For Cooper, neurodiversity redefines dyslexia as another way of being: a cognitive style. It is the medicalized language of the neurotypical that speaks of a cure or support; this language dominates society’s approach and has an implicit effect on interaction design.

Neurodiversity spectrum. The notion of cognitive upsides explains why many conditions exist; the second aspect, spectrum, explains how these conditions fit into the population. Most neurodiverse conditions exist in a spectrum of disorders ranging from normal to dysfunctional. This spectrum makes it hard to define the exact number of people with a particular condition, as that depends on severity. The spectrum widens if we consider the suggestion of Susan Baum, who, looking at the education of gifted and learning-disabled individuals, observed that the range of those with intellectual differences may be larger than those simply labeled learning-disabled. Baum suggests that there are three categories of “giftedness”:

  • Identified gifted students who have subtle learning disabilities. These are students who fall only slightly short of the vision of genius. They have some shortcomings, but their gifts greatly outweigh any negatives, the overall result being students who are still worthy of the label “gifted.”
  • Identified learning-disabled students who are also gifted. When the burden of learning disabilities outweighs the gifts, these individuals fall into the normal category of learning-disabled students.
  • Unidentified students. These are students who have a heavier burden of learning disabilities but use their talents to overcome their weaknesses, resulting in appearing only average to their contemporaries, with their gifted qualities possibly going unnoticed. This adaption mechanism can be so effective that individuals may not notice it themselves and be identified only much later in life. For example, some successful adults with ADHD are not identified until their children are diagnosed.

The spectrum argument introduces the notion of a hockey-stick effect on cognitive performance. As shown in Figure 1, starting from a baseline of normal, increasing the degree of a condition leads to an increase in cognitive performance (in mathematics, logic, multitasking, creativity, etc.). As the performance rises, so do the negatives, until they peak. A decline follows, until the mix of giftedness and negatives appears as simply normal. The decline continues, falling below normal, passing through the savant level and then into low-functioning or dysfunctional.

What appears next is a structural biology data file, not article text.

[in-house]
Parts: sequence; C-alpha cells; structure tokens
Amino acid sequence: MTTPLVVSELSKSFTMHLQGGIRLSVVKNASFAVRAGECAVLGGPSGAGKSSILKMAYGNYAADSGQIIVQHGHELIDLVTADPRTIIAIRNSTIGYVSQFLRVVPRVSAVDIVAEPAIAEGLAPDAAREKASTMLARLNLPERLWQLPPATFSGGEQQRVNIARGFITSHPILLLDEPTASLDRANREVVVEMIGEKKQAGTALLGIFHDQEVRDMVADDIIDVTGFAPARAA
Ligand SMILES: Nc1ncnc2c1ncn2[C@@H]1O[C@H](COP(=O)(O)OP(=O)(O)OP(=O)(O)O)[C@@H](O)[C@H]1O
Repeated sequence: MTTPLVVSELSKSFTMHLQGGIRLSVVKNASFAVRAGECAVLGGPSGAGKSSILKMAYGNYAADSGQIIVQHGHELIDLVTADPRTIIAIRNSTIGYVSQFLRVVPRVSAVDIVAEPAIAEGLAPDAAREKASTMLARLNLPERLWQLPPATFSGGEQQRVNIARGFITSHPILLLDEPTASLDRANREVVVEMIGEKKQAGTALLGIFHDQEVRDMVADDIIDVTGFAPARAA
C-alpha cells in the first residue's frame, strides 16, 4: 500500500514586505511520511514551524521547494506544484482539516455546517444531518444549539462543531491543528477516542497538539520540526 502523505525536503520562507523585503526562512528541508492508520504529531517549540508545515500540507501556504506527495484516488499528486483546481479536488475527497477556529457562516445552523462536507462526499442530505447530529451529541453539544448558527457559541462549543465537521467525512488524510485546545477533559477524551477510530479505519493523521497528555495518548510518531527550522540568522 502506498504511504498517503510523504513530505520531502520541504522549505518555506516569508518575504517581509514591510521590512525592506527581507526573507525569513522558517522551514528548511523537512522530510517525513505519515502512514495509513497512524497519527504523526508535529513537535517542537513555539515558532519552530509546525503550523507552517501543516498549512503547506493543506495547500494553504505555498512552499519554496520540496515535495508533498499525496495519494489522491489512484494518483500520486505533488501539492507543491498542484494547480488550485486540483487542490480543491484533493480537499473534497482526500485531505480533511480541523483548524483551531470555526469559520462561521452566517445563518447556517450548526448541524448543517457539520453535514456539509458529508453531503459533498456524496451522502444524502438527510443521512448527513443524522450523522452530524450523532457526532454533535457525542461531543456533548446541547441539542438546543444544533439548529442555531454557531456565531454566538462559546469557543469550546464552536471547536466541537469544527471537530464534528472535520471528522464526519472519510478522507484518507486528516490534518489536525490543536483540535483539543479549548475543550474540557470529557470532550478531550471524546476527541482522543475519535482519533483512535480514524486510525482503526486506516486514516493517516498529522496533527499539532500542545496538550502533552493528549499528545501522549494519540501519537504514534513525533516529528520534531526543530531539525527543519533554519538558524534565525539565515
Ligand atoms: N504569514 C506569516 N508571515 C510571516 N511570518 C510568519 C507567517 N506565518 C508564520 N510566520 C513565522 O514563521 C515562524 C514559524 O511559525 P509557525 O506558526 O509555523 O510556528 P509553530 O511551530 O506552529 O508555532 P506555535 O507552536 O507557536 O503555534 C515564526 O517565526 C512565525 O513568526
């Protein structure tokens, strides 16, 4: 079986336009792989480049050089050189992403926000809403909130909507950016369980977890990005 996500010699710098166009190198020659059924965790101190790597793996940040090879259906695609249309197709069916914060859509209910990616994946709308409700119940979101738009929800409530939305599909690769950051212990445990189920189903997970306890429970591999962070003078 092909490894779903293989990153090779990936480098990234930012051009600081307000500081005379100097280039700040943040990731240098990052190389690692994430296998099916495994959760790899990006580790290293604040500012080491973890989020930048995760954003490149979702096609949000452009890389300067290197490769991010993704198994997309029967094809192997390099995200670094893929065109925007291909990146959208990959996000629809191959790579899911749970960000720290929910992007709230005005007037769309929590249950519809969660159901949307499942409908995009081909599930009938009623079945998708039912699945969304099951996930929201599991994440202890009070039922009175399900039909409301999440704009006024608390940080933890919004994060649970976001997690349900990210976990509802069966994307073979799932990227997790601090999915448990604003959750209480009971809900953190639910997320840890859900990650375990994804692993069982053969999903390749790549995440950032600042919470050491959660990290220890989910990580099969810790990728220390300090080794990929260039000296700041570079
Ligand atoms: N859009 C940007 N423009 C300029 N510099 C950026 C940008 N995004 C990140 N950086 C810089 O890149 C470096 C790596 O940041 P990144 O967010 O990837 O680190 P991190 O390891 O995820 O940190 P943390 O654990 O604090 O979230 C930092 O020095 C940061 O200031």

From this spectrum perspective, there is less clarity when discussing separate categories for the cognitively disabled in need of assistive technology and the normal population. For HCI, this suggests that any gains from catering to differing cognitive styles may also be reaped by others not labeled with a particular cognitive style. This view is echoed in Alan Dix’s observations that assistive technologies for neurodiverse students have the effect of making the material more accessible to the wider student population [3]. Catering to outliers in a population reaps rewards further afield, not just for those with “impairments.” For HCI, this means that supporting differing cognitive styles should be something all software does rather than being limited to assistive ghettos. This also promises benefits, to a wider range of users, from research into neurodiversity interaction design.

The social model of disability. The final pillar of neurodiversity indicates that the general term disability is applied not because of an inability to function but rather because of an innate inability to operate by modern society’s standards. The social model of disability suggests that disability is more a matter of an inability to comply with social norms and use society’s resources than a fundamental lack of cognitive ability. For example, in a pre-literate society, someone with dyslexia would have no problem functioning and would not be considered disabled. In a pre-urban society, an individual with autism, toiling long hours over the same task in a field, may stand out less and not be in need of “care.”